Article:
BATH — The State Fire Marshal’s Office is investigating a fire that was set Thursday night at Waterfront Park, destroying a portion of the city-owned dock and two privately owned dinghies.

The fire occurred around midnight, and was spotted by a Bath Iron Works employee heading home, said Bath fire Capt. David Hudson. The cause is unknown, but the fire was likely set by someone on the docks because there was no ignition source in either boat, an investigator said.

“There’s no heat source there at this point,” said Mary MacMaster, an investigator with the fire marshal’s office. “I’m trying to make a determination whether it’s an accidental or a deliberately set incendiary fire.”

The fire department quickly contained the blaze to a small section of the wooden dock, keeping the main dock intact. “One float is a total loss. The two tender boats got the worse end of the stick,” said Darren Delano, an employee with Bath’s public works department.

The owner of one of the boats, Tom Ramsey, is a public works employee and helped pull the charred remnants out of the water Friday morning. Heat from the fire fused Ramsey’s fiberglass dinghy to an inflatable one, owned by Bath City Council Chairwoman Mari Eosco.

Ramsey used the boat to reach his larger one moored in the Kennebec River. The small boat was not insured. “I’ll have to buy a new pair of swim trunks,” he said.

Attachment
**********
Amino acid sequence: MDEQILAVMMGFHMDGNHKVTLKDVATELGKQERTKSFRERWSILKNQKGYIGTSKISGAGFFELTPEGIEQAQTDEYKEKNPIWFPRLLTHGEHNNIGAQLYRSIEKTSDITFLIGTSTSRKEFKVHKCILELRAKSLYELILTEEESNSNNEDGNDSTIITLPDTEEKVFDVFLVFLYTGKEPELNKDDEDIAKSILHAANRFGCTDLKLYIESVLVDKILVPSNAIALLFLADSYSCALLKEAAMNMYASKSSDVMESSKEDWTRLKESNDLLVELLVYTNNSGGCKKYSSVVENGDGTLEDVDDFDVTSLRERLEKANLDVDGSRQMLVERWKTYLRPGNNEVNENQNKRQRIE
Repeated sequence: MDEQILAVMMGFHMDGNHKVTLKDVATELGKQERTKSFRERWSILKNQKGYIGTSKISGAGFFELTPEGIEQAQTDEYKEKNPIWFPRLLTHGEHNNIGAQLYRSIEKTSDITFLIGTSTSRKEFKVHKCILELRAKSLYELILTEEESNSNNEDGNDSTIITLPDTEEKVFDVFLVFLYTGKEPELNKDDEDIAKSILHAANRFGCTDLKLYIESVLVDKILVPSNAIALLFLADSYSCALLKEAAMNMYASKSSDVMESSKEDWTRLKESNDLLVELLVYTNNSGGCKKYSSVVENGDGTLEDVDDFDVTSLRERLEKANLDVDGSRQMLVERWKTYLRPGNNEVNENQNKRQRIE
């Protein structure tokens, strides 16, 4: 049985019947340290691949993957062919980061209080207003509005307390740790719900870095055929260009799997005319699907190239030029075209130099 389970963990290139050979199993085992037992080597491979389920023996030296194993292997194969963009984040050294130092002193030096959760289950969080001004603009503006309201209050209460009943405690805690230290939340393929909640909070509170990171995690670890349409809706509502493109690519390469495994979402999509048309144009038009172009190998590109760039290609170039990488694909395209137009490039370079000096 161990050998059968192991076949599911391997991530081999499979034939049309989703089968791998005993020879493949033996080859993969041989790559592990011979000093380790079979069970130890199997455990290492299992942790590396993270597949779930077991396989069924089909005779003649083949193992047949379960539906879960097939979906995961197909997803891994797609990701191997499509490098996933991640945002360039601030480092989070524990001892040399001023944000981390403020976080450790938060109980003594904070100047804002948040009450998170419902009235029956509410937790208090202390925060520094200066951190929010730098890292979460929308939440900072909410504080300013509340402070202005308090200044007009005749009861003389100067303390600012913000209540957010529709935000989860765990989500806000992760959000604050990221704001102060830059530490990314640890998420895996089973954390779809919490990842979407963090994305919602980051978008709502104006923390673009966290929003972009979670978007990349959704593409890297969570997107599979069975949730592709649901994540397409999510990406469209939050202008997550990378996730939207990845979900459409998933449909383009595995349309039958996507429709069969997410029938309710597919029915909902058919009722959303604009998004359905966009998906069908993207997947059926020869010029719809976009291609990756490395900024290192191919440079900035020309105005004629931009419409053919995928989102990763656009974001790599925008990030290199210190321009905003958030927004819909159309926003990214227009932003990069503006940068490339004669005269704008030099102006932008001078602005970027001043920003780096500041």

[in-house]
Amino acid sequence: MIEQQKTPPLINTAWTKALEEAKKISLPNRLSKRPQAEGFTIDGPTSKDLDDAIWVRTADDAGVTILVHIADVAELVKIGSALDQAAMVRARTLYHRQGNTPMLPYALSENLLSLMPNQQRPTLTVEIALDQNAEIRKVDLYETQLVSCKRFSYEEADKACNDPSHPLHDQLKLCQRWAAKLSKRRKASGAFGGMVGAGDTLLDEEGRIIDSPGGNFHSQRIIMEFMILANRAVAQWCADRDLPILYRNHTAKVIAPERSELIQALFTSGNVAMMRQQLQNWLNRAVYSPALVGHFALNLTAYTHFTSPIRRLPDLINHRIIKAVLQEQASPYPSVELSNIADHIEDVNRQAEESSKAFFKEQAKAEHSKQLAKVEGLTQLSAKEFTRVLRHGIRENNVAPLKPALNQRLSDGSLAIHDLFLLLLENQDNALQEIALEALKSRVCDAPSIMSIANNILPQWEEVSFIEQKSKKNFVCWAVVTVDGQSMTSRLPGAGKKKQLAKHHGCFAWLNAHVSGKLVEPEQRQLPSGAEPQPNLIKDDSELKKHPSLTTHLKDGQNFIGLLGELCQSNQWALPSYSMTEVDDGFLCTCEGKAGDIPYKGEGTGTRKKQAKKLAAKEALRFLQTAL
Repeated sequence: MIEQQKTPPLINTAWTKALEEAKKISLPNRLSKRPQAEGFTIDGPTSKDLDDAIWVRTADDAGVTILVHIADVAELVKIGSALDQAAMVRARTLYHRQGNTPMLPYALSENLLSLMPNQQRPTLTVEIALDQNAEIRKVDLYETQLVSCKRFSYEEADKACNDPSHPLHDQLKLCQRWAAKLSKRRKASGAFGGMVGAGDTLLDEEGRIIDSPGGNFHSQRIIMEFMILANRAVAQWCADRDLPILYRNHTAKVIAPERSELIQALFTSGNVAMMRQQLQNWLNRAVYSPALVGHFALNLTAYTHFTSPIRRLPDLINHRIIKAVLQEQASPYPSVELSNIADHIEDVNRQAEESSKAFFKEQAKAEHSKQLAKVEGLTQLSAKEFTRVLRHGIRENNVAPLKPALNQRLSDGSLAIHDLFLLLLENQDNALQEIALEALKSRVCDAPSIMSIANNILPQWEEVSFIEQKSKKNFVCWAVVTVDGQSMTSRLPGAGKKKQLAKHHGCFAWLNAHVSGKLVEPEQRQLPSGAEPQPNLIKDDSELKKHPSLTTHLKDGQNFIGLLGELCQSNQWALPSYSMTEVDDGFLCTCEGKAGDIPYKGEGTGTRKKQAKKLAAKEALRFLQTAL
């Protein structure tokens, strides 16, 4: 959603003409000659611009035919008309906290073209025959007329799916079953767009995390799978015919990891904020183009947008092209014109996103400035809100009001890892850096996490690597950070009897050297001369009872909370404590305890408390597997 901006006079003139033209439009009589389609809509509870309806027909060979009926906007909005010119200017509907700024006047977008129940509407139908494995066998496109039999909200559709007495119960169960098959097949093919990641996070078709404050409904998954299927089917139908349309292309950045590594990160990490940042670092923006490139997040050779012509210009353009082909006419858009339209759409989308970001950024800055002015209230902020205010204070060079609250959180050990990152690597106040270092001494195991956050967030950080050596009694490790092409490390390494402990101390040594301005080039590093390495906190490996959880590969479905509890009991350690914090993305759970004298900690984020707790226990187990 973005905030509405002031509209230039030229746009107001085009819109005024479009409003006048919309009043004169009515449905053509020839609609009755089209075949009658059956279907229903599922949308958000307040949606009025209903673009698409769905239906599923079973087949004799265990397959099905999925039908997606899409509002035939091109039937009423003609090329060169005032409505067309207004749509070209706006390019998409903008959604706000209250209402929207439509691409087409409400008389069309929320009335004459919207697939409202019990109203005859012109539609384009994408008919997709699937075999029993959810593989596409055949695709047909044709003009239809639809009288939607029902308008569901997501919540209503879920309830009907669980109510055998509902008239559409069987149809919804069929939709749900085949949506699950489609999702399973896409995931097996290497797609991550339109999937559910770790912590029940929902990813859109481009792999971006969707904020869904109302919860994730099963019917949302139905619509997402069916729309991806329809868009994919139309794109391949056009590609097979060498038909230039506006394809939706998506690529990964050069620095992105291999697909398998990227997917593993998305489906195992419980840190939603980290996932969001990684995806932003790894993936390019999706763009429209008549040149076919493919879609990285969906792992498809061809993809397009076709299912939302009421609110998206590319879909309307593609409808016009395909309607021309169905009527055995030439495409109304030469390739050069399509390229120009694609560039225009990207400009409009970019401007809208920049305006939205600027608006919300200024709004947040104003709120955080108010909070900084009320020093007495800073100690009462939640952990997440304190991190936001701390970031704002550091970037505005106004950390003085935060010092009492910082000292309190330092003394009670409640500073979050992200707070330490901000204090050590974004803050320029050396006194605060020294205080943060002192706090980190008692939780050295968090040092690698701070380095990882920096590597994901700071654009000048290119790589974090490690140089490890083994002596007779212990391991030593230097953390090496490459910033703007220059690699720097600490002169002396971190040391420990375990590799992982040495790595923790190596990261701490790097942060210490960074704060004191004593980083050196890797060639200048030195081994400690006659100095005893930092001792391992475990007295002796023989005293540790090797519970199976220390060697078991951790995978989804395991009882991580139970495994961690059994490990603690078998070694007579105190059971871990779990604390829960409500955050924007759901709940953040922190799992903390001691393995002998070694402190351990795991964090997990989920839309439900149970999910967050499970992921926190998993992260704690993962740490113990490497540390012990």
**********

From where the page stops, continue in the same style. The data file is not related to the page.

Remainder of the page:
Gene Nygaard, owner of the nearby Kennebec Tavern and Marina, said he was called late Thursday about the fire, as well, and at first was worried about his docks – which tie up dozens of motorboats.

“I was half asleep and all I heard was ‘the docks are on fire,'” Nygaard said. “I hope it was just some kids screwing around. It does leave some apprehension.”

The loss of the section of floating dock shouldn’t be an issue for the city, according to City Manager Bill Giroux. “We were planning on replacing several of those next summer, so it’s not going to have a huge impact on the city,” he said.

Although the city has insurance, the deductible is more than the cost of a new dock, so the city won’t pursue a claim. Giroux said he is more concerned about what led to the fire.

“It’s more disappointing in that the general public had their skiffs down there, and they’re not going to feel safe putting them down there,” Giroux said. “That worries me more than the dock.”

Despite the loss of his boat, Ramsey was glad the situation wasn’t as bad as it could have been. “I’m just relieved it wasn’t my other (boat),” Ramsey said. “Plus, how many people can say their dinghy burned down?”

Chris Chase can be contacted at:

[email protected]

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